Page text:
The Paris show was less complicated. The edit is roughly a circle of people Antony and I are connected to, most of them close friends. Far from home, the collection becomes a family album. One of my favorite images in the Paris 6 eyes show is Barbara Cummard's band of gypsies by the side of the road in 1970's Ireland. I love the photograph on its own merit, and the subjects remind me of the merry band I have assembled in my own work.
Alice O'Malley, Kembra, silver gelatin print; Courtesy of Alice O'Malley.
GF: Your work has roots in NY club culture – now you are placing your models in empty rooms, warehouses and the sort...very quiet. How did you move from one to the other? How does the environment inform the work?
AOM: I started this series with performers I knew from the clubs because I thought they would be great models, and they were. I chose people who were skilled at creating artifice which was something I thought I was interested in, but then when I saw them in natural light I wanted to strip them down. After that I invited the painters and the writers and they immediately took to the blank slate.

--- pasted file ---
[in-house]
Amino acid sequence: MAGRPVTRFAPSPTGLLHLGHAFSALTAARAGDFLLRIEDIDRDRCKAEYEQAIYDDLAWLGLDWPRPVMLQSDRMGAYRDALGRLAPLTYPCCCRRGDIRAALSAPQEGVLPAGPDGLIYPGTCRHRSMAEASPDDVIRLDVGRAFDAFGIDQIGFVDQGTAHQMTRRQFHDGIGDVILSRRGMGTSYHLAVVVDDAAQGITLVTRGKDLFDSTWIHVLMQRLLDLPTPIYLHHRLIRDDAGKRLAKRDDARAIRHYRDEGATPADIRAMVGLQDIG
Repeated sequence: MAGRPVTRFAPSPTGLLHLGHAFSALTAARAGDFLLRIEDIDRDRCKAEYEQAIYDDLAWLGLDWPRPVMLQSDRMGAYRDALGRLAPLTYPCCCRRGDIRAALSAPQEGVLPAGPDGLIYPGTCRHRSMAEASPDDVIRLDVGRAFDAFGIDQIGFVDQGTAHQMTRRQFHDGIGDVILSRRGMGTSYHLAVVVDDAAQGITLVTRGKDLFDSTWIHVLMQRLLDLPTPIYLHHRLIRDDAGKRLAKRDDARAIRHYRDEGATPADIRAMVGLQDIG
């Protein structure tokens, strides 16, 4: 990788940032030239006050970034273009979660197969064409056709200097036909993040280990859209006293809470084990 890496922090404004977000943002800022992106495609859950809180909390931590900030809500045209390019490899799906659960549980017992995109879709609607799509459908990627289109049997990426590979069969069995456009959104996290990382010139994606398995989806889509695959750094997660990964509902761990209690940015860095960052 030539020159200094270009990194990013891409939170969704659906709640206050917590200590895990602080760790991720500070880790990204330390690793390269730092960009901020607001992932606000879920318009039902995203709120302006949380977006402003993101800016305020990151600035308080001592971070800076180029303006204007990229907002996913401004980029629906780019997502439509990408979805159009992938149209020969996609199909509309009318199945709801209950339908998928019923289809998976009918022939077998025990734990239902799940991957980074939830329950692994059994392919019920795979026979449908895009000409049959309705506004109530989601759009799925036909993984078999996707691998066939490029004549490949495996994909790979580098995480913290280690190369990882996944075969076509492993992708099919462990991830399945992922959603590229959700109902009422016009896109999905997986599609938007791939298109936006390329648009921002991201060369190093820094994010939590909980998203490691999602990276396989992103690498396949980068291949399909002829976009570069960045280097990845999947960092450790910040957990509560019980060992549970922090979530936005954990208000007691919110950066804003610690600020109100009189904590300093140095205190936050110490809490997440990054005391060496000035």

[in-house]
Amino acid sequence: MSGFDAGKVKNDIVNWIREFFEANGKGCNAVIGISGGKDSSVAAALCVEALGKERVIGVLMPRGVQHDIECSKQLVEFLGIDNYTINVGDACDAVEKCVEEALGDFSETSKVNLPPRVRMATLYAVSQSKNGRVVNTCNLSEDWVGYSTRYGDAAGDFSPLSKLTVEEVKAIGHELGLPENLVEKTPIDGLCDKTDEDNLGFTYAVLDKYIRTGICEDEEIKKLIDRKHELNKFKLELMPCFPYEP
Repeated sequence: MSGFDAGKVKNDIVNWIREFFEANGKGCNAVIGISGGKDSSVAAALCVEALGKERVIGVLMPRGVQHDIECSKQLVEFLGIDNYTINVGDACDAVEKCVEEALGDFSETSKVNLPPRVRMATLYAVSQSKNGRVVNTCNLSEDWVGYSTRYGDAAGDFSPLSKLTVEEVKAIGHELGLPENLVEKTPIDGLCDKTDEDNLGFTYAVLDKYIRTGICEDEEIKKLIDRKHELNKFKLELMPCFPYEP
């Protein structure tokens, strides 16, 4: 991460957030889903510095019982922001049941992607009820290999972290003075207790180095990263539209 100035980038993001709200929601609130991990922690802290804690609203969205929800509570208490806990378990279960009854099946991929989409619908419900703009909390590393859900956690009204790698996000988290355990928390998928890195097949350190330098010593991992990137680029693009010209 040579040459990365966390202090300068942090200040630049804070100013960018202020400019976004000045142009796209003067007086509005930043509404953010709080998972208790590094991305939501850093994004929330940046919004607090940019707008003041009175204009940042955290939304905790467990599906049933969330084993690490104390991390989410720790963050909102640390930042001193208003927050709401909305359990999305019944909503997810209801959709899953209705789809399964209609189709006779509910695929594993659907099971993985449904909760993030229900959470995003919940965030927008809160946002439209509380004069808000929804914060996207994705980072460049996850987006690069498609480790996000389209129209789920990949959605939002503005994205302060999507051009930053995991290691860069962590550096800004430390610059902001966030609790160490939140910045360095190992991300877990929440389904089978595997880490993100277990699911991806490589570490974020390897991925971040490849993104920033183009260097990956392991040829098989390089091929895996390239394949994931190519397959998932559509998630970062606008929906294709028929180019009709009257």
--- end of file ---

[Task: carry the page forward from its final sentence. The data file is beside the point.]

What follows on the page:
GF: You have discussed your interest in that space when “male” and “female” cross or blend. Is this a political, psychological or spiritual discussion? Is trannie culture the brave new world?
AOM: Transgender people exist throughout history and across cultures but are now just starting to see each other publicly. My photographs are part of that witnessing.
GF: You've brought up Peter Hujar many times...